Friday, June 29, 2012

Shepherd492 reviews: Star Wars: The Jedi Academy Trilogy: Dark Apprentice

 Dark Apprentice (Kevin J. Anderson)

            Dark Apprentice, the second book in the Jedi Academy Trilogy, is a stunning turnabout in quality from the first work. Here, the dumb ideas that merely lurked around the fringes of Jedi Search are explored more vigorously, and some of the dumbest plot lines ever are thrown into the fray just to create conflict and give certain characters something to do. Featuring some of the worst character portrayals I've yet to encounter in a Star Wars novel, Dark Apprentice is an abomination of a novel that asks you to throw out common sense and all you know about your favorite characters in order to enjoy it in the slightest amount.
            Of the roughly four main story lines, the most offensive is easily the one that sees Han and Lando resume their rivalry over the Falcon. Han, flustered about Leia potentially being in danger, gets snappy with Lando because he is helping Chewie fix up the Falcon, and eventually the two decide to play another game of sabacc to determine the owner of the Falcon, once and for all. While this alone is incredibly out of character, the fact that this random tangent becomes a center element of Han's story in this book is unbelievable. Han loses, mopes around for a long time, then they play a few more times and eventually Han wins it back with absolutely nothing changed. Besides being an utterly pointless waste of time, Han's willingness to gamble his most prized possession for no discernable return makes no sense, nor does his huffing about Lando working on his ship. Their relationship seems a bit more solid than that, even in the films; how is it ok for Lando to fly the Falcon into the Death Star, but not for him to perform repairs on it with the help of Chewie? The two basically get nothing done in the entire book besides arguing about who earns the Falcon, so this is a total waste and an angering mischaracterization of the duo.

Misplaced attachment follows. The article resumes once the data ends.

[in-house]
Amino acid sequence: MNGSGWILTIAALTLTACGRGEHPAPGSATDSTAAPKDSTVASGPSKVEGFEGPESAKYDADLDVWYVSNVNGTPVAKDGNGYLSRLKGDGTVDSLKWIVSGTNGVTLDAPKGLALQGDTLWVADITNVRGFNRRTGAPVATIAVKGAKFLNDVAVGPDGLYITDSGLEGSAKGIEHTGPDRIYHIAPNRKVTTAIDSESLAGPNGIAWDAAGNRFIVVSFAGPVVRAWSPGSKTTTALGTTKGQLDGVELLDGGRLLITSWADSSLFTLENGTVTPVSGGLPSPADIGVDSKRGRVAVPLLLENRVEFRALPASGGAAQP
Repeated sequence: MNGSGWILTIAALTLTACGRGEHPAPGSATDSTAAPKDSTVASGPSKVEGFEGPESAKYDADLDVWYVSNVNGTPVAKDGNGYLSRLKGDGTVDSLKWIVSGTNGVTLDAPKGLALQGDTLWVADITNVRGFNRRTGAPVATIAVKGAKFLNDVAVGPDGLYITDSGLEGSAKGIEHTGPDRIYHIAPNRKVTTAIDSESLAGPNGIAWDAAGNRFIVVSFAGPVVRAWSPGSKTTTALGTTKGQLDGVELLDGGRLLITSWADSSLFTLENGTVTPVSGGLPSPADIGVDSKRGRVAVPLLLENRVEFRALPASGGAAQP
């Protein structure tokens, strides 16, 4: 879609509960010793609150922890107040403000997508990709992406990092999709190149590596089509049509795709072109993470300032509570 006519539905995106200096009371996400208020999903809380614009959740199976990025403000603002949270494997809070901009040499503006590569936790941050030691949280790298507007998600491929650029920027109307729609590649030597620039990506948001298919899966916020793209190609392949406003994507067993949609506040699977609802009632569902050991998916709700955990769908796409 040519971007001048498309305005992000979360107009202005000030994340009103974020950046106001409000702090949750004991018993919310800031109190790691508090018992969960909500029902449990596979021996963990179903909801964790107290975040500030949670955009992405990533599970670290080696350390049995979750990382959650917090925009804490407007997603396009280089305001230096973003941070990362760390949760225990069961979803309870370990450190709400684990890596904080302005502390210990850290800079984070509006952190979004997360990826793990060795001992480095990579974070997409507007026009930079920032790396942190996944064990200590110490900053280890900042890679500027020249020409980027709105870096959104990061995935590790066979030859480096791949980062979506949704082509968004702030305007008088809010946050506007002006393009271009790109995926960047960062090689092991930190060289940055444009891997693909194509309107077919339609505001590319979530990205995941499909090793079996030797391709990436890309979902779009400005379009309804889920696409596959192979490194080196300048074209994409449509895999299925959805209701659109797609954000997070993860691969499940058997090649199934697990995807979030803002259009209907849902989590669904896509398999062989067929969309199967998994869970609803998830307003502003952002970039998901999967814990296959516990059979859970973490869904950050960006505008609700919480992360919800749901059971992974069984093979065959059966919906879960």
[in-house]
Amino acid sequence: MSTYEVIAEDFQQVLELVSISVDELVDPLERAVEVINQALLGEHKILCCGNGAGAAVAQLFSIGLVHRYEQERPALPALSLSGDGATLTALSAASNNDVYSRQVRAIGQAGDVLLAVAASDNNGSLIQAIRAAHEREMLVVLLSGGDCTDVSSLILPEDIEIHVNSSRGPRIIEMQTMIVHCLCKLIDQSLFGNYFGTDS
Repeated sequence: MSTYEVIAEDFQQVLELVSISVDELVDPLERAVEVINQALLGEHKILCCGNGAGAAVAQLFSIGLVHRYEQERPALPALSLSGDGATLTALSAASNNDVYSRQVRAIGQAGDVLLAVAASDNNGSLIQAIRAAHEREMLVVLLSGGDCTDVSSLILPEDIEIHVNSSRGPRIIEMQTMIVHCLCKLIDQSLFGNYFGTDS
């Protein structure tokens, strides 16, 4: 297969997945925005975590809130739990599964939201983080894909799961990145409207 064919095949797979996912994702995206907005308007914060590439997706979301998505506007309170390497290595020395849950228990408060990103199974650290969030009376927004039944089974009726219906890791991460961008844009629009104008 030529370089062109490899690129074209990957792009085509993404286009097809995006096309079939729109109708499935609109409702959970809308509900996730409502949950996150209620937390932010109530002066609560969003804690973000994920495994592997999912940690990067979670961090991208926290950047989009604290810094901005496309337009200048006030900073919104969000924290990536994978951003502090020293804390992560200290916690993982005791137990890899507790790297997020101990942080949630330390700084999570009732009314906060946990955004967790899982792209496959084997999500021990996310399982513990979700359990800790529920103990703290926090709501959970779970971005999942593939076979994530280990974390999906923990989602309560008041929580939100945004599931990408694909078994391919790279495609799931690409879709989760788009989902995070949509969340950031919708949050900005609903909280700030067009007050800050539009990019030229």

Another infuriating sub plot involves the continued adventures of Admiral Daala. Deciding that linking up with the other Imperial forces in the galaxy would be a terrible move, she instead opts for a guerrilla war on supply caravans and random outposts. She only experiences two "on-screen" victories in the entire novel: the decimation of a tiny colony of miners with a direct tie to one of the Jedi apprentices, and the raid and destruction of a lone ship. The first, already a near irrelevant victory, becomes even more so when the only man with a direct tie to the colonists is killed, negating all emotional impact the tactically insignificant move may have had. The second seems to scare absolutely no one, and certainly doesn't impact the New Republic in any meaningful way. More daring plans, such as the bombardment of Mon Calamari, inevitably lead to failure, and after two books Daala has established herself as a laughable, astonishingly incompetent antagonist with little to offer.